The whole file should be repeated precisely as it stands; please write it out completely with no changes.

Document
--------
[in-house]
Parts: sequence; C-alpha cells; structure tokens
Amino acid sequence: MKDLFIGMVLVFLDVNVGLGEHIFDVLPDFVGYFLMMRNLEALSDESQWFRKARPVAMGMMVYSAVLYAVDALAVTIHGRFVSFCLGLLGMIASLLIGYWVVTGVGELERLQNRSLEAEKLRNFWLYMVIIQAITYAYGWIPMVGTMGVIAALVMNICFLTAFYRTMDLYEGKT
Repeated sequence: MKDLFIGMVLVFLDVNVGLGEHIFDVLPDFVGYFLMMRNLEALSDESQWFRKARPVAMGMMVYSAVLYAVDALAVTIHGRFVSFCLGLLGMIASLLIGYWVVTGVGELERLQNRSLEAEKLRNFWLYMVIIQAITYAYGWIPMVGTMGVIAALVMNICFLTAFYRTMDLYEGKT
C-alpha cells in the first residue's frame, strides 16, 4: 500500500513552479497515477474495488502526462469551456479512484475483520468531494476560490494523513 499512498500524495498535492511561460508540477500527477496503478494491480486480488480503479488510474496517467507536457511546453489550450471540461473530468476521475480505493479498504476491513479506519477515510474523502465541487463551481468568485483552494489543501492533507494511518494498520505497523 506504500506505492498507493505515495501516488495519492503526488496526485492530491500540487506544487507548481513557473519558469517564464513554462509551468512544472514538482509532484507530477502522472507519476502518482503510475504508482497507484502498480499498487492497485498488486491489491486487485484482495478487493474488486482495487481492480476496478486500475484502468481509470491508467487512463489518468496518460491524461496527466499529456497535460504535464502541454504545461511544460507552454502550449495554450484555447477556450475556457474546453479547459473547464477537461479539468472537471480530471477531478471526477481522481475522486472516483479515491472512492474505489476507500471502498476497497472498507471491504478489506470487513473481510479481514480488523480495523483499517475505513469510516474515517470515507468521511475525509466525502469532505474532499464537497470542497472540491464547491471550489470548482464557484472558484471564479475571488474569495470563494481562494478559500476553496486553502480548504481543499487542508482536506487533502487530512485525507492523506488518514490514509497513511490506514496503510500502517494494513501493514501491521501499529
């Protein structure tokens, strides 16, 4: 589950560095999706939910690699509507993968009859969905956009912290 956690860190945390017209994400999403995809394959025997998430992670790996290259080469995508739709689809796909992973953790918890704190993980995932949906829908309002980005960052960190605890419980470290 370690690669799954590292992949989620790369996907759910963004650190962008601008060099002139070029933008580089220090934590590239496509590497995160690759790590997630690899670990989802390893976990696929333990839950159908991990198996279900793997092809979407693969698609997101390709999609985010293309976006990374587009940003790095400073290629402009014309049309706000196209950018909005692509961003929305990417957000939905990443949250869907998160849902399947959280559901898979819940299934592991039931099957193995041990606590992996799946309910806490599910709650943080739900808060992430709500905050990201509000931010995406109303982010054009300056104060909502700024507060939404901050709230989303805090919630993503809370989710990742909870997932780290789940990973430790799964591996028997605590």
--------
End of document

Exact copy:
[in-house]
Parts: sequence; C-alpha cells; structure tokens
Amino acid sequence: MKDLFIGMVLVFLDVNVGLGEHIFDVLPDFVGYFLMMRNLEALSDESQWFRKARPVAMGMMVYSAVLYAVDALAVTIHGRFVSFCLGLLGMIASLLIGYWVVTGVGELERLQNRSLEAEKLRNFWLYMVIIQAITYAYGWIPMVGTMGVIAALVMNICFLTAFYRTMDLYEGKT
Repeated sequence: MKDLFIGMVLVFLDVNVGLGEHIFDVLPDFVGYFLMMRNLEALSDESQWFRKARPVAMGMMVYSAVLYAVDALAVTIHGRFVSFCLGLLGMIASLLIGYWVVTGVGELERLQNRSLEAEKLRNFWLYMVIIQAITYAYGWIPMVGTMGVIAALVMNICFLTAFYRTMDLYEGKT
C-alpha cells in the first residue's frame, strides 16, 4: 500500500513552479497515477474495488502526462469551456479512484475483520468531494476560490494523513 499512498500524495498535492511561460508540477500527477496503478494491480486480488480503479488510474496517467507536457511546453489550450471540461473530468476521475480505493479498504476491513479506519477515510474523502465541487463551481468568485483552494489543501492533507494511518494498520505497523 506504500506505492498507493505515495501516488495519492503526488496526485492530491500540487506544487507548481513557473519558469517564464513554462509551468512544472514538482509532484507530477502522472507519476502518482503510475504508482497507484502498480499498487492497485498488486491489491486487485484482495478487493474488486482495487481492480476496478486500475484502468481509470491508467487512463489518468496518460491524461496527466499529456497535460504535464502541454504545461511544460507552454502550449495554450484555447477556450475556457474546453479547459473547464477537461479539468472537471480530471477531478471526477481522481475522486472516483479515491472512492474505489476507500471502498476497497472498507471491504478489506470487513473481510479481514480488523480495523483499517475505513469510516474515517470515507468521511475525509466525502469532505474532499464537497470542497472540491464547491471550489470548482464557484472558484471564479475571488474569495470563494481562494478559500476553496486553502480548504481543499487542508482536506487533502487530512485525507492523506488518514490514509497513511490506514496503510500502517494494513501493514501491521501499529
């Protein structure tokens, strides 16, 4: 589950560095999706939910690699509507993968009859969905956009912290 956690860190945390017209994400999403995809394959025997998430992670790996290259080469995508739709689809796909992973953790918890704190993980995932949906829908309002980005960052960190605890419980470290 370690690669799954590292992949989620790369996907759910963004650190962008601008060099002139070029933008580089220090934590590239496509590497995160690759790590997630690899670990989802390893976990696929333990839950159908991990198996279900793997092809979407693969698609997101390709999609985010293309976006990374587009940003790095400073290629402009014309049309706000196209950018909005692509961003929305990417957000939905990443949250869907998160849902399947959280559901898979819940299934592991039931099957193995041990606590992996799946309910806490599910709650943080739900808060992430709500905050990201509000931010995406109303982010054009300056104060909502700024507060939404901050709230989303805090919630993503809370989710990742909870997932780290789940990973430790799964591996028997605590």